The deal will benefit exporters, big and small, creating opportunities for European and Canadian companies and their employees, as well as for consumers. Almost all – 99 percent – of import duties will be eliminated, saving European exporters of industrial goods and agricultural products more than €500 million a year. As the EU's most advanced and progressive trade agreement to date, CETA is a landmark accord that sets the benchmark for future agreements. It includes the most ambitious chapters on sustainable development, labour and the environment ever agreed upon in bilateral trade agreements. CETA will not solely help boost trade and economic activity, but also promote and protect shared values.
European Commissioner for Trade Cecilia Malmström said: "This is how we can shape globalisation – through progressive, state-of-the-art trade agreements that uphold our values and set new standards for global commerce. Through our agreement with Canada, we build a bridge to one of our closest allies, making a real impact for our exporters, entrepreneurs and employees. Trade simply works, and we know it from experience. When we get rid of unnecessary costs and overlapping bureaucracy, companies will try out new markets and hire more people."
CETA will also end limitations in access to public procurement, making it possible for EU firms to bid for public contracts – at the federal level as well as in Canada's provinces, regions and cities. CETA will open up the services market, making it easier for professionals such as engineers, accountants and architects to work in Canada. Canada also recognises the special status of the EU's Geographical Indications, agreeing to protect a list of more than 140 European goods in Canada, such as Prosciutto di Parma and Schwarzwälder Schinken. A range of goods will have fewer administrative hurdles to jump, avoiding double-testing on both sides of the Atlantic, benefitting smaller companies in particular.
What's in the text?
CETA will create new opportunities for farmers and food producers, while fully protecting the sensitivities of the EU. The EU's openings on certain products are limited and calibrated and are balanced out by Canadian openings that satisfy important European exporting interests, such as cheese, wine and spirits, fruit and vegetables, processed products and geographical indications.
It will improve European access to maritime services in Canada and it will protect unique European agricultural products, the so called Geographical Indications.
The EU's 500 million consumers will also benefit from CETA. The agreement offers greater choice while maintaining current quality standards, as only products and services that fully respect all EU regulations will be able to enter the EU market. This means that CETA will not change the way the EU regulates food safety, including GMO products or the ban on hormone-treated beef.
The current form of investor-state dispute settlement (ISDS) that exists in many bilateral trade agreements negotiated by EU governments, has been replaced with a new and improved Investment Court System. The new mechanism will be a public one and not based on ad hoc tribunals. This reform means that investors can be protected from discrimination in a narrow number of cases, but in a manner which does not leave any room for concern on the right of states to regulate in the public interest.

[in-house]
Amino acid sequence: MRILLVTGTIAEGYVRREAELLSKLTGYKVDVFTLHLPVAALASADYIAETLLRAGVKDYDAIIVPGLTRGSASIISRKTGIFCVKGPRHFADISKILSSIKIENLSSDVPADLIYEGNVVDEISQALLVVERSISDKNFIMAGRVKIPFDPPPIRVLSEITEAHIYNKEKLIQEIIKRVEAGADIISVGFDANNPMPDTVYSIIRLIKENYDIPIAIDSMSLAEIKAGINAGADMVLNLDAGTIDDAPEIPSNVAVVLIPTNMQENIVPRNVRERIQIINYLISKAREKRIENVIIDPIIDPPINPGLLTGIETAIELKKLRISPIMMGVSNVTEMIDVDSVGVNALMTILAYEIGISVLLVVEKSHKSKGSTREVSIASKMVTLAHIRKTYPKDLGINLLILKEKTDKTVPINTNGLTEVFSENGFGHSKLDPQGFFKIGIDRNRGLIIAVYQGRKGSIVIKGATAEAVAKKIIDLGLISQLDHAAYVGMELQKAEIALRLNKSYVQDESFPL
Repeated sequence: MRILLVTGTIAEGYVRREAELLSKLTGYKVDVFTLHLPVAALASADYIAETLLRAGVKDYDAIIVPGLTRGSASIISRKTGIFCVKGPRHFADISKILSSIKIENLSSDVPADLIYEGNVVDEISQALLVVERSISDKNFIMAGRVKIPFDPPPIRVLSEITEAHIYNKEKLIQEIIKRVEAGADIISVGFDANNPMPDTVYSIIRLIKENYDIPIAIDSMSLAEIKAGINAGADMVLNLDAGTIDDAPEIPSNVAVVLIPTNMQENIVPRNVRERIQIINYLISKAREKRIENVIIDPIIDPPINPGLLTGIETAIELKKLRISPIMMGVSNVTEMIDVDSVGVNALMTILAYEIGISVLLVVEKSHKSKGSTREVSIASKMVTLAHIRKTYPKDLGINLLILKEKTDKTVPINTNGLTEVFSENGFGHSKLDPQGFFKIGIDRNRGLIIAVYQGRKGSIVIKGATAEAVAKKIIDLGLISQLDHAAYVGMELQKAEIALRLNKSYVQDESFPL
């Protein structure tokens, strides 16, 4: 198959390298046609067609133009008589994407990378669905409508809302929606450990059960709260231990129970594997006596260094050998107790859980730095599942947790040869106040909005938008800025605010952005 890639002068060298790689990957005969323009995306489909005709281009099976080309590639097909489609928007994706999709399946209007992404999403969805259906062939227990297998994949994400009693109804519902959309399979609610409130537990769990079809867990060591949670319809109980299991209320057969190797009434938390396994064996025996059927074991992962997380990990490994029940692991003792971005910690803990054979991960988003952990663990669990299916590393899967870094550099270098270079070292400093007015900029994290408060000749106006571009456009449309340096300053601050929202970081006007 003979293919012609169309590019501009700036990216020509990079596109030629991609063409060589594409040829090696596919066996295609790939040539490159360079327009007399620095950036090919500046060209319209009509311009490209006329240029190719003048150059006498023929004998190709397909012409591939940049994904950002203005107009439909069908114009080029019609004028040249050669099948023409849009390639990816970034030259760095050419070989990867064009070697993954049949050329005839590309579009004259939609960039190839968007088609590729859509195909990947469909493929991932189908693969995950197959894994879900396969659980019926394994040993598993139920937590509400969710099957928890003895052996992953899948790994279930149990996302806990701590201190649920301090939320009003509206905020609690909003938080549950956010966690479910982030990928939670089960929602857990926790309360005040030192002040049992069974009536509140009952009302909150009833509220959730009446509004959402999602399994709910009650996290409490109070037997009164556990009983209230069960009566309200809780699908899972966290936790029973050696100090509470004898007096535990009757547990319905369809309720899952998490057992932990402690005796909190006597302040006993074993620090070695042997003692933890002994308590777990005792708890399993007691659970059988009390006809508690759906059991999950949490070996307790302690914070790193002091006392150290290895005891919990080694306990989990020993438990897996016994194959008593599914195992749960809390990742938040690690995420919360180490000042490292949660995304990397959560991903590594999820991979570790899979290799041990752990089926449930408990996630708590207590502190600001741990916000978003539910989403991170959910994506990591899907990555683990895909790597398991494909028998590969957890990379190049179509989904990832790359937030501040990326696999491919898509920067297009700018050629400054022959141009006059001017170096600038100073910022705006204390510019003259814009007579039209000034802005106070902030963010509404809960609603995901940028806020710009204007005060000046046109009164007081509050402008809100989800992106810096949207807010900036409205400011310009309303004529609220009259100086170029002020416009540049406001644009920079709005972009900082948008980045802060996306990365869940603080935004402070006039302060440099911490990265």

The procedures of the Investment Court will be transparent and its judges appointed by the EU and Canada.The Commission is committed to completing and refining the reform of investment dispute resolution and the discussions of the past few weeks and days have helped shape that commitment.
Member States will continue to be able to organise public services like healthcare and education as they wish. This and other issues have been further clarified in a Joint Interpretative Instrument that will have legal force and that clearly and unambiguously outlines what Canada and the European Union have agreed in a number of CETA articles.
Background and next steps
After signature, the European Parliament must give its consent to CETA for it to enter into force provisionally. Provisional application, once an agreement has been approved by Member States in the Council and by the European Parliament, allows European businesses and consumers to reap the benefits of the agreement early on.
Since the Investment Court System (ICS) is a new issue in trade agreements and the public debate on it is not finished in many countries, the choice of EU Member States - supported by the Commission - is that ICS will be out of the scope of the provisional application of CETA. This means that it will only be implemented once all Member States conclude their national ratification procedures.
During this time, the Commission will work with Canada to further elaborate some of the parameters of the new system, like the selection of judges, the access by smaller businesses to the new system and the appeal mechanism.
There is clear proof that free trade agreements spur European growth and jobs. As an example, EU exports to South Korea have increased by more than 55% since the EU-Korea trade deal entered into force in 2011. Exports of certain agricultural products increased by 70%, and EU car sales in South Korea tripled, over this five-year period. The Korea agreement was provisionally applied during its ratification process.
On average, each additional €1 billion of exports supports 15.000 jobs in the EU. 31 million jobs in Europe depend on exports.